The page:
Weekend Writing Warriors: Odd Duck (Crying Wolf)

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Last week, Ms. Merrok—who is something of a traditionalist—asked how Tom, whose wereanimal is technically prey,* could consider a werewolf his brother.

And Tom took off his shirt.

Okay, he just untucked it to show her a scar on his side, which she recognized as an old wolf bite.

Here’s the first draft of the story behind the scar:

Oil puddle

The summer before I went to kindergarten, one of our neighbors—who was neither a were nor Aware, as the saying goes—had changed his Buick’s oil and let the old stuff run into the stormwater drain that fed our pond. 

The next day, I’d jumped in without paying attention to the sheen on the water.  I hadn’t been old enough to realize why my pinfeathers didn’t feel right, or why the water had tasted terrible when I’d started to sink.  And I could never remember if I’d been too panicked to change or to even think about it, but I hadn’t, so I couldn’t cry for help. 

My parents, who were doing yardwork, though I was just fooling around like I always did.  But Bryan—who had been fostered with us for maybe half a year and was still spending most of his free time in fur—realized that my gurgles and  splashes didn’t sound right and headed for the pond, just as I finally went under.

He’d plunged in, nabbed me, and carried me to Mom, so scared that he’d bit down too hard and nearly ended things then and there. 

Bryan still felt guilty about that—but my scar marked the first time he’d treated me like he belonged to us.


I haven’t edited this part yet, so I’m not sure if it will remain something Tom tells the reader or be turned into dialogue to Merrock.  Though I’m thinking he wouldn’t share the whole thing with someone he doesn’t trust, or at least, not as written.

The reason the voice in this bit sounds different from Tom’s usual deadpan snark is that he was younger when he originally said it.  When this story was still percolating (“Okay.  There’s a wereduck and he… um… is a wereduck, so… um … yeah…”), I thought it was going to be a YA story.

It wasn’t.

But I kept that attempt as backstory for this one.  And I think the above has had such an effect on Tom that it belongs on page.


*Ducks in general, and Mallards and Muscovy in particular,  do not consider themselves prey.  They consider themselves players with titanium testes—and there’s a good reason Mother Nature didn’t give them teeth.  We should really thank her for that.


37 thoughts on “Weekend Writing Warriors: Odd Duck (Crying Wolf)

  1. That’s a great story about family. What about he tells some of the story, and then thinks about the rest? It avoids an inner monologue, without him telling more than he would to Ms. Grumpy Tail.

    • That’s exactly what I was thinking as I was writing this post, caitlin, and then maybe something about how life debts were easier for some people to understand . . .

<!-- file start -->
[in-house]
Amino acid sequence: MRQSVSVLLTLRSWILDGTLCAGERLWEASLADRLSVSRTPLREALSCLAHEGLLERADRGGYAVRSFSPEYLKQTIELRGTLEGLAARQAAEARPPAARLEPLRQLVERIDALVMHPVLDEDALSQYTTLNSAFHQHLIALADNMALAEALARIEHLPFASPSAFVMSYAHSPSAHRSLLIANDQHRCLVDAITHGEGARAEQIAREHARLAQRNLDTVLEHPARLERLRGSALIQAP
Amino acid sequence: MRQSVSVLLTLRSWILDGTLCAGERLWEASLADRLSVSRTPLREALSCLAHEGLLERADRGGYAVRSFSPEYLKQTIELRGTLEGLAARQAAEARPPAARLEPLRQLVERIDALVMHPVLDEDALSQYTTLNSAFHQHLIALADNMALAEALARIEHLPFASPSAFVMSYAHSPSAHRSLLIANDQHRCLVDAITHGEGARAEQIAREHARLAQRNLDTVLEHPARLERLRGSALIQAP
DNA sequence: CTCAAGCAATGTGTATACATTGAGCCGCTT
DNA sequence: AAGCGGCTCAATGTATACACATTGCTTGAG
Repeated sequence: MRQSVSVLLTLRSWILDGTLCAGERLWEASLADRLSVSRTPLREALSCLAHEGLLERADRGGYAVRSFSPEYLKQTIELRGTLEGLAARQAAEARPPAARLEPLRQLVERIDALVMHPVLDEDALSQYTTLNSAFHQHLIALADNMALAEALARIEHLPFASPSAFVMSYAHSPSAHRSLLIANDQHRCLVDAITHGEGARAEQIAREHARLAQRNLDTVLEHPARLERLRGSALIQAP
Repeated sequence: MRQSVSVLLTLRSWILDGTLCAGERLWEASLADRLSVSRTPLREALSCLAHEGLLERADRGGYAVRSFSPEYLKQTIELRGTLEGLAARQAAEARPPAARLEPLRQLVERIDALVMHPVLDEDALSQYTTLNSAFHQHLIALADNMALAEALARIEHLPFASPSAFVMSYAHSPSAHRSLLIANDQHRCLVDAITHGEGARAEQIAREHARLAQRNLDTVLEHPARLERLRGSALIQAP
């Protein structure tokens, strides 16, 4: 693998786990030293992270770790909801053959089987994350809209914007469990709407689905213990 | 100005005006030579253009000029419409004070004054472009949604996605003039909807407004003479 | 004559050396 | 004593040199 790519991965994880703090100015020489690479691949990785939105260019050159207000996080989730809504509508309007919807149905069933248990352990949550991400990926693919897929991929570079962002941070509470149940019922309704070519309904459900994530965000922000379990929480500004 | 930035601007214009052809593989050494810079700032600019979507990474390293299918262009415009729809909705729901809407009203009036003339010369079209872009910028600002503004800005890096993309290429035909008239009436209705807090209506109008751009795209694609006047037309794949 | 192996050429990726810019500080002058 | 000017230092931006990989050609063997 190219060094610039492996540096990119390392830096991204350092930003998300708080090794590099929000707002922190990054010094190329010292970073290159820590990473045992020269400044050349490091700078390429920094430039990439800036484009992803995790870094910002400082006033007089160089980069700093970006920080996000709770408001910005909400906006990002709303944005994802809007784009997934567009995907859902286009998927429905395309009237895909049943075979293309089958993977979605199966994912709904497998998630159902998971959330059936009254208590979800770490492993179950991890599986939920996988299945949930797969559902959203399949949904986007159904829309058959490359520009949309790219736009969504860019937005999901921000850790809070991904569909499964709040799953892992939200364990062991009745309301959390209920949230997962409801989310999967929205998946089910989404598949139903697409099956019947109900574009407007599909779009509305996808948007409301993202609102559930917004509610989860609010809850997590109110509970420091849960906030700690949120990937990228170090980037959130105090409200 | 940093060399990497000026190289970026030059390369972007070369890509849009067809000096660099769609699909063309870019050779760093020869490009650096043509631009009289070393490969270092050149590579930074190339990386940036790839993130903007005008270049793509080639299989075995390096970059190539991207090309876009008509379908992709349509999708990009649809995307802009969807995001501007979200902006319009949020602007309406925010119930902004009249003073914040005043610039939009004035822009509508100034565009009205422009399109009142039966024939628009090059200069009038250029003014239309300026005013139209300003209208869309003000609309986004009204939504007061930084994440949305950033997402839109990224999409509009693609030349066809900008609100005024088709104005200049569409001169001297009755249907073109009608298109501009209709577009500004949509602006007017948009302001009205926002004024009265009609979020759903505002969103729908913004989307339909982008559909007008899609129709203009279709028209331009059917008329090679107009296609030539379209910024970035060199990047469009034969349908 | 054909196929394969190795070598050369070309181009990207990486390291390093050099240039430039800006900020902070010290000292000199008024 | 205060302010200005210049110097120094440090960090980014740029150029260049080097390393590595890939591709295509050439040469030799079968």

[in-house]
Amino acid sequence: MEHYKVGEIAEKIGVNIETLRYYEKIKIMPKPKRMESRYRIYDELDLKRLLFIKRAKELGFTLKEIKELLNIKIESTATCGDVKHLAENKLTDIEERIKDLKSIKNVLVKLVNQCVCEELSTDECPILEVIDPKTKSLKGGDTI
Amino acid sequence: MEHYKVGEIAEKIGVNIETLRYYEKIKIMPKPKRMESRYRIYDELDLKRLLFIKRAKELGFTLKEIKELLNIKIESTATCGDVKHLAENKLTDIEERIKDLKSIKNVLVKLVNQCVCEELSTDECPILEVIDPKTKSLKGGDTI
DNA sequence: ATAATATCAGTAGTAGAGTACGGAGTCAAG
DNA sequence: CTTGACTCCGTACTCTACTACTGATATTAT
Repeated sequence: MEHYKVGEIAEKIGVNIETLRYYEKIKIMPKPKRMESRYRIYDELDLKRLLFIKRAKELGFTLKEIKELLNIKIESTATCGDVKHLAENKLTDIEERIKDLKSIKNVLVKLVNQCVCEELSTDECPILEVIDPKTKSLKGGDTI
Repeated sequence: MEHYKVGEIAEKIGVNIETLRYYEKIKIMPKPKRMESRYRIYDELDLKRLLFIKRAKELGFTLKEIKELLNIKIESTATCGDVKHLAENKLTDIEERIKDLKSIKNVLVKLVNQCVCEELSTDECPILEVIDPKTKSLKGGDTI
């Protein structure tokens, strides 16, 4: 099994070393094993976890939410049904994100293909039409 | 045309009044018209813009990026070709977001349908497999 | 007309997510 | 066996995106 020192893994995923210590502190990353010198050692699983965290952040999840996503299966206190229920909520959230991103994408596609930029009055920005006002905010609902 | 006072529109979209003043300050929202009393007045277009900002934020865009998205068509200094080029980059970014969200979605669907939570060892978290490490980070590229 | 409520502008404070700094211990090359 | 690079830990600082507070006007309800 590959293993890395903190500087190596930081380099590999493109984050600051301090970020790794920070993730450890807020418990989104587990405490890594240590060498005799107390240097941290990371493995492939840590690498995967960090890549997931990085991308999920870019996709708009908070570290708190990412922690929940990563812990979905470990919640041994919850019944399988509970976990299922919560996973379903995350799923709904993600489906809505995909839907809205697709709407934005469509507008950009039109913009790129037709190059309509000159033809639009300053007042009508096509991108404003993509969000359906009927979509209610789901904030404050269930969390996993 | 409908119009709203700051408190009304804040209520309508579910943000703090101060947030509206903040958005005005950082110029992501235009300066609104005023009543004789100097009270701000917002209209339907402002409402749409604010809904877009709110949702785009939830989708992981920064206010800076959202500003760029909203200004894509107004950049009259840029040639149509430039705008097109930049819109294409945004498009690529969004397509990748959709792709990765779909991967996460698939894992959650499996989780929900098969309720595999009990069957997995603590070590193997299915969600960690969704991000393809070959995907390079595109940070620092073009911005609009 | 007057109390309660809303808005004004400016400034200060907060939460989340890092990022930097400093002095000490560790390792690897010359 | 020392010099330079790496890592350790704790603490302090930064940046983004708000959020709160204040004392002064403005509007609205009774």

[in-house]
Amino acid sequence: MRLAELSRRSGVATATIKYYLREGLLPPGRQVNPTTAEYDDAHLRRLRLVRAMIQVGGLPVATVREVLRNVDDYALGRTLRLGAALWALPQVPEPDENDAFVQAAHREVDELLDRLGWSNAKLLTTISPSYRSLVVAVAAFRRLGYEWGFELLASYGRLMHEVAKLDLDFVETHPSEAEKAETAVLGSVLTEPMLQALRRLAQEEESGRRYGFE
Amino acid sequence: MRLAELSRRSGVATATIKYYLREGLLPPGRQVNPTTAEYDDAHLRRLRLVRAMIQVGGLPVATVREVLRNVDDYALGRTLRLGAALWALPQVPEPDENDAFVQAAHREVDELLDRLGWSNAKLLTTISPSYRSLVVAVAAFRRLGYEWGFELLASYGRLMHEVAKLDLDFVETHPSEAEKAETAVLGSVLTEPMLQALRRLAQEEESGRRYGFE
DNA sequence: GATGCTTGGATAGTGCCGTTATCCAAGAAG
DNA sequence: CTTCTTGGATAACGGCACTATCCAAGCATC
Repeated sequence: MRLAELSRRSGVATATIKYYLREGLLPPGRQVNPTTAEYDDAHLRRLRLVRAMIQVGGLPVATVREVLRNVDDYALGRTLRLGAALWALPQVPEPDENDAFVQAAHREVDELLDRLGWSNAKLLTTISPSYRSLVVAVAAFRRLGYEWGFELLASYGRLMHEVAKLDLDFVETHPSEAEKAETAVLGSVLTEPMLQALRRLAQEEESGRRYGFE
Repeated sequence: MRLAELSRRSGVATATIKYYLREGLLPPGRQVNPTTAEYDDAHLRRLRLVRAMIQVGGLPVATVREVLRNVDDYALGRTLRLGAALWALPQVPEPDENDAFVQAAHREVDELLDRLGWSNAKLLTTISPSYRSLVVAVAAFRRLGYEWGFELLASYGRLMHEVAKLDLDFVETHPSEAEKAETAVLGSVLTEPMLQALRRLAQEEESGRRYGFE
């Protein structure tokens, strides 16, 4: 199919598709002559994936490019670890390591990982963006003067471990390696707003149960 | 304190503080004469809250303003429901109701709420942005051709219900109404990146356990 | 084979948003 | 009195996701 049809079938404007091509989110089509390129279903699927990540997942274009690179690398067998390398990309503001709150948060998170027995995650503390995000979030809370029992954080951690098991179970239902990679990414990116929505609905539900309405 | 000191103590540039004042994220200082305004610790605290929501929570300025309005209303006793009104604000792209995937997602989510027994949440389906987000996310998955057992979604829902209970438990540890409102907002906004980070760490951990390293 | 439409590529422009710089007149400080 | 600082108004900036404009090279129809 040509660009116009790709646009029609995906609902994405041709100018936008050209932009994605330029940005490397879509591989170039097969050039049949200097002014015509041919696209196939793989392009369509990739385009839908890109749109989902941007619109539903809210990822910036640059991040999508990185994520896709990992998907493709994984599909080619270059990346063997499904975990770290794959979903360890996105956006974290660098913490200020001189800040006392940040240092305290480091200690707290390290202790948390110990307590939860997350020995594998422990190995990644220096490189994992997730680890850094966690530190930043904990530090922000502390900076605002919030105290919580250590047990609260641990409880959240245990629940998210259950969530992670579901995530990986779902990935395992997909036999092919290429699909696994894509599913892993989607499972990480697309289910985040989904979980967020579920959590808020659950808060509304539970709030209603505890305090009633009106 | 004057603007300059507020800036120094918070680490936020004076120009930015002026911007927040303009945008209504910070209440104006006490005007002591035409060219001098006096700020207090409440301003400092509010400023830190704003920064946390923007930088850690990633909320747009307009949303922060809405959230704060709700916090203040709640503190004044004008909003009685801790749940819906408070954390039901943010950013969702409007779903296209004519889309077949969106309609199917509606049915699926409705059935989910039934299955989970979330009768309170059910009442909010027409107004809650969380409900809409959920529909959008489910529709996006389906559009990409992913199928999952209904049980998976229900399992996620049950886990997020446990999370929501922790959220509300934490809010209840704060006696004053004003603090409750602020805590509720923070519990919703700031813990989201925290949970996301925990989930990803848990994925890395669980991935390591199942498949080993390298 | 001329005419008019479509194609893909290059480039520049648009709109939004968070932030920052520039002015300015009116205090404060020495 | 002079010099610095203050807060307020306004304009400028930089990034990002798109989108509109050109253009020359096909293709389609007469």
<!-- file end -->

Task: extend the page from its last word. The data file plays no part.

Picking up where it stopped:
Thanks! 🙂

  2. I really enjoy the conversational style of your writing here. You can hear his voice as it paints the picture. You also portray his youthful thoughts beautifully.

  3. Aw, poor ducky got oil-slicked! I feel comforted knowing the bite came from intent to help, instead of playing rough. 🙂 I agree with Caitlin- maybe a bit of dialogue for the lady, and the rest in interior monologue?

    • This actually happened to the pond in our backyard–I don’t think we lost any ducks or geese, but the frogs and fish suffered. My Dad was livid.

      I think you and caitlin are absolutely right, Christina! 🙂

  4. …players with titanium testes….(snork..coffee spew). great….funny but true. Ducks will get after you if you piss them off enough – said the voice of once who knows .

    • They’re willful little beasts, aren’t they? Like intact tomcats with feathers. 🙂

      (I double duck dare you to put titanium testes in a poem, John! 😀 )

  5. Oh I love this, Sarah. It’s such a masterful way of showing the connection and the origins of the scar. Well done. 🙂

  6. I love this back story! Maybe keep it as “He saved my life” to Merrock and the rest on his reflection. (Maybe do the reflection first and then his short/curt answer to Merrock?) I dunno, but I like it! And I like that it shows that he’s not all snark.

    • Thanks, Paula! That fix seems to be the general consensus . . . I just need to figure out how much he’d bother to tell her. It’s possible he’d tell her the whole story later . . .

  7. Love the back story and the way you tell it. If you want to keep from revealing too much to Ms. Merrok, you could always let him think about what happened (inner thoughts), and just give Ms. Merrok a tidbit. 🙂

    • I think you’re right, Karen. I could always move it to a point in the story where Tom is more comfortable with Merrok, but I think there needs to be an explanation here for everyone.

    • Thank you, Veronica! 🙂

      We used to raise ducks, when I was a kid—my folks still have a couple of acres and a pond in the suburbs (the residential streets kind of snake around the original rural properties in their neighborhood), so we always ended up with everyone’s “Easter Miracle of Life” hatchlings, back when people did that. Baby ducks are all kinds of adorable. 🙂

  8. Love this story! I agree with you Tom probably wouldn’t share it in this manner with someone who is not a close friend, but you’ve given me a wonderful glimpse at Tom as a child and his relationship to his brother. Great 8.

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